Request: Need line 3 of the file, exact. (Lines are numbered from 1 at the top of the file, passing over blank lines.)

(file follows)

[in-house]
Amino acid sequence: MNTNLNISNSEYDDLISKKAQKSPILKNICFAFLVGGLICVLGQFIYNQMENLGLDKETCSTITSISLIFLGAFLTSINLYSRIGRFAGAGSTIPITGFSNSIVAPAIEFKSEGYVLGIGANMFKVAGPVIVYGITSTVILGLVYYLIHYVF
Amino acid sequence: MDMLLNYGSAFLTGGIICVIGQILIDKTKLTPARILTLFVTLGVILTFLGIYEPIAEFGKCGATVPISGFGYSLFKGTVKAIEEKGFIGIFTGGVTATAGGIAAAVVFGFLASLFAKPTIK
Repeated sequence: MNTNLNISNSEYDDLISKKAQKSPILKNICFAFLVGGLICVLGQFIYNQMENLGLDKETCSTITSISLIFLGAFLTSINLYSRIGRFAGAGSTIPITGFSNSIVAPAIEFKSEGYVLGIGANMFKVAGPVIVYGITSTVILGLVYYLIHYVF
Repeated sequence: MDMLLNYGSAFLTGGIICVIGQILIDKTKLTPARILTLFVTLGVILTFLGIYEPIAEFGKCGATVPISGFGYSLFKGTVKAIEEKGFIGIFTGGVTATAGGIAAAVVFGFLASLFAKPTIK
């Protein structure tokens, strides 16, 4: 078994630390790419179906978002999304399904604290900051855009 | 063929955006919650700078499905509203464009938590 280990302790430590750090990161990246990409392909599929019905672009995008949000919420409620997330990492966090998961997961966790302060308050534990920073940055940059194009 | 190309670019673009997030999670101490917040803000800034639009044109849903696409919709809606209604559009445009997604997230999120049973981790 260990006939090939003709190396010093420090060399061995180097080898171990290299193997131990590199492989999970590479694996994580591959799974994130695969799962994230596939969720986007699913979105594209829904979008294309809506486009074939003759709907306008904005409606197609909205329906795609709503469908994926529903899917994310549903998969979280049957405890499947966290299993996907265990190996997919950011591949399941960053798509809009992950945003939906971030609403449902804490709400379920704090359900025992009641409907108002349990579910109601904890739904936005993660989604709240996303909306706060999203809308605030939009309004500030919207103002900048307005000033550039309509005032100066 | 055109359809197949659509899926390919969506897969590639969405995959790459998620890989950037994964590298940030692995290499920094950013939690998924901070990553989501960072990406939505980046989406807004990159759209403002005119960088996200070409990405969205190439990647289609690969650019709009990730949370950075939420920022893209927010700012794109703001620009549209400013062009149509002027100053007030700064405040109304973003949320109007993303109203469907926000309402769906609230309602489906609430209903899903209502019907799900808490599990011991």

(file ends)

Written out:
Amino acid sequence: MDMLLNYGSAFLTGGIICVIGQILIDKTKLTPARILTLFVTLGVILTFLGIYEPIAEFGKCGATVPISGFGYSLFKGTVKAIEEKGFIGIFTGGVTATAGGIAAAVVFGFLASLFAKPTIK